Prices for agricultural commodities dashed higher over the last few months, which has many consumers concerned about rising food costs.
Since early June, corn prices rose 27 percet to $4.25/bushel, soybeans climbed 14 percent to $10.21/bu, and wheat sprouted a massive 49 percent. Rising grain prices have also pulled cattle (+11 percent), hog (+5 percent) and milk (+12 percent) prices higher, as livestock producers depend on corn, wheat and soybeans to feed their animals.
More exotic commodities are becoming more expensive, with sugar rushing 37 percent higher to 19.6 cents per pound and coffee buzzing up 33 percent to $1.78 per pound.
Despite these substantial moves in food prices, your grocery and restaurant bills are likely increasing by only a small amount.
Food vendors are wary of raising and lowering prices frequently, so they attempt to smooth out their expenses by hedging, or "locking in" prices for their inputs months into the future.
For example, a fast food chain may establish its price for the wheat, cheese and beef that make up its popular cheeseburgers months in advance. To do this, they "pre-buy" their products on the futures markets, allowing them to provide their customers with steady prices.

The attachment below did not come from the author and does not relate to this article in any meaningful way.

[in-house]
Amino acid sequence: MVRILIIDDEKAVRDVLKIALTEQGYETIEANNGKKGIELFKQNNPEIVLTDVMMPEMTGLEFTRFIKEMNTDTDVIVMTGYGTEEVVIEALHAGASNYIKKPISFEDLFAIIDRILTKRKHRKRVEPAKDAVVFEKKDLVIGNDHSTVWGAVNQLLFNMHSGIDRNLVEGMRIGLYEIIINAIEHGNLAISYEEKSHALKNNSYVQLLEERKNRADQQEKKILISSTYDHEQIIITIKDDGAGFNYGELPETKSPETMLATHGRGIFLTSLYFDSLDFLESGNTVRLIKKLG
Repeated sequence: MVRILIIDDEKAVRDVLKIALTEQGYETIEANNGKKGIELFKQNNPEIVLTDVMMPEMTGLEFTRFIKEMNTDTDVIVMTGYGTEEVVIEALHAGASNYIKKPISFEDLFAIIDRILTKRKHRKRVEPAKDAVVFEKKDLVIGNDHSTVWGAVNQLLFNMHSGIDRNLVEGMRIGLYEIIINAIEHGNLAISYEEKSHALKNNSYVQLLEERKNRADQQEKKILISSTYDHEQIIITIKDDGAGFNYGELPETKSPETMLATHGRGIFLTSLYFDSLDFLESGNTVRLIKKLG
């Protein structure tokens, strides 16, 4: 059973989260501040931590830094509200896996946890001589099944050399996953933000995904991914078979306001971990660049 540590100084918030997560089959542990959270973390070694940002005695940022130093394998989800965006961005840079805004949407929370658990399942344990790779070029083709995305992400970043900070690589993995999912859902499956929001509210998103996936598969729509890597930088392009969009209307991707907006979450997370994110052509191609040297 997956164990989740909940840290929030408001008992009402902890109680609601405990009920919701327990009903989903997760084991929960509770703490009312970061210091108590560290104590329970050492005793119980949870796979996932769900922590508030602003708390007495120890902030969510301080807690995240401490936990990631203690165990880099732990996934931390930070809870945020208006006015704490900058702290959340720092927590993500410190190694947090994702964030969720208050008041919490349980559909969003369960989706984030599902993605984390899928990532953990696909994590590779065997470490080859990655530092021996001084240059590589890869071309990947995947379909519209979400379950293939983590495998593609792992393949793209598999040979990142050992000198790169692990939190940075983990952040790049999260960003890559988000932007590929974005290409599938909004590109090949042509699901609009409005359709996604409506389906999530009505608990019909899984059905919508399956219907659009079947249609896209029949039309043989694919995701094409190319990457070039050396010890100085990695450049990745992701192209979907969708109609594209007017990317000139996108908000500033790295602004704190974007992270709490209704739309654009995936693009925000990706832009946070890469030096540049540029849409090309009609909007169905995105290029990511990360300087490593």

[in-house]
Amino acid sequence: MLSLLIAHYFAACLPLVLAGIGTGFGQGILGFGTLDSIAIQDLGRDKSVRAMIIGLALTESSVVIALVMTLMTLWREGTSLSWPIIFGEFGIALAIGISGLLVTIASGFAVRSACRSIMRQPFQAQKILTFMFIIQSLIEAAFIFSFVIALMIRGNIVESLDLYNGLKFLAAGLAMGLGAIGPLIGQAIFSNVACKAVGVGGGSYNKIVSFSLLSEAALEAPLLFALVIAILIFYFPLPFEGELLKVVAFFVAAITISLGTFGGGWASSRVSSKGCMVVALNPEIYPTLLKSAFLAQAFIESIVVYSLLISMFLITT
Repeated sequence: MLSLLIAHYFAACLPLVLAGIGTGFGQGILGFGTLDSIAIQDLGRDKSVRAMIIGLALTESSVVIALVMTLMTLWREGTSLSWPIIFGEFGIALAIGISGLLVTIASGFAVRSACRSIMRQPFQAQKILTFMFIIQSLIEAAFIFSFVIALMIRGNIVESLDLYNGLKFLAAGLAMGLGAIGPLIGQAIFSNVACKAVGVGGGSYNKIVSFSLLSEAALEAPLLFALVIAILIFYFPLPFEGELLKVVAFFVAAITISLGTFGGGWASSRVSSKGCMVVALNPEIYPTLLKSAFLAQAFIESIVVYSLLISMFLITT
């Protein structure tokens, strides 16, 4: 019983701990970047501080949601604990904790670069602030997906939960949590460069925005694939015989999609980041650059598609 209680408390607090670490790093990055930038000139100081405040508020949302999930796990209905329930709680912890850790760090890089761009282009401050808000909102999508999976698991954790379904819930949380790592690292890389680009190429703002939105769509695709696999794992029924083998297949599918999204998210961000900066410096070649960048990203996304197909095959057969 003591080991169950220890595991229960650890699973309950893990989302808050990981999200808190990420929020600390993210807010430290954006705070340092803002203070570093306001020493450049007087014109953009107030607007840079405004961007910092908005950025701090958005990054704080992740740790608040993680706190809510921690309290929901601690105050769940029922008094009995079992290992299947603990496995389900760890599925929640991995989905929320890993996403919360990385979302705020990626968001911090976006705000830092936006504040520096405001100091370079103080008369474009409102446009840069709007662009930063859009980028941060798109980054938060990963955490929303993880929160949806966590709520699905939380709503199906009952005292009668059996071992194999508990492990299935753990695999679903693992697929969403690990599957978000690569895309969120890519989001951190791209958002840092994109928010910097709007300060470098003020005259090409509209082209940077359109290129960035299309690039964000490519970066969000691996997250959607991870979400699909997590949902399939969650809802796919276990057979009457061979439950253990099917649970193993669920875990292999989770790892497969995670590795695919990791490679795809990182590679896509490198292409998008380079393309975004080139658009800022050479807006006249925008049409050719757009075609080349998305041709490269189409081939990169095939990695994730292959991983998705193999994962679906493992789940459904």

Consumers have also benefited from a mild drop in energy prices over the last three months. Crude oil, gasoline and diesel fuel prices have all decreased by about 4 percent, which makes the production, transportation and packaging of foods less expensive.
Nonetheless, worldwide weather problems and increased demand coming from Asia will ultimately pull retail food prices higher, so consumers may be forced to belt-tighten even more in the coming months.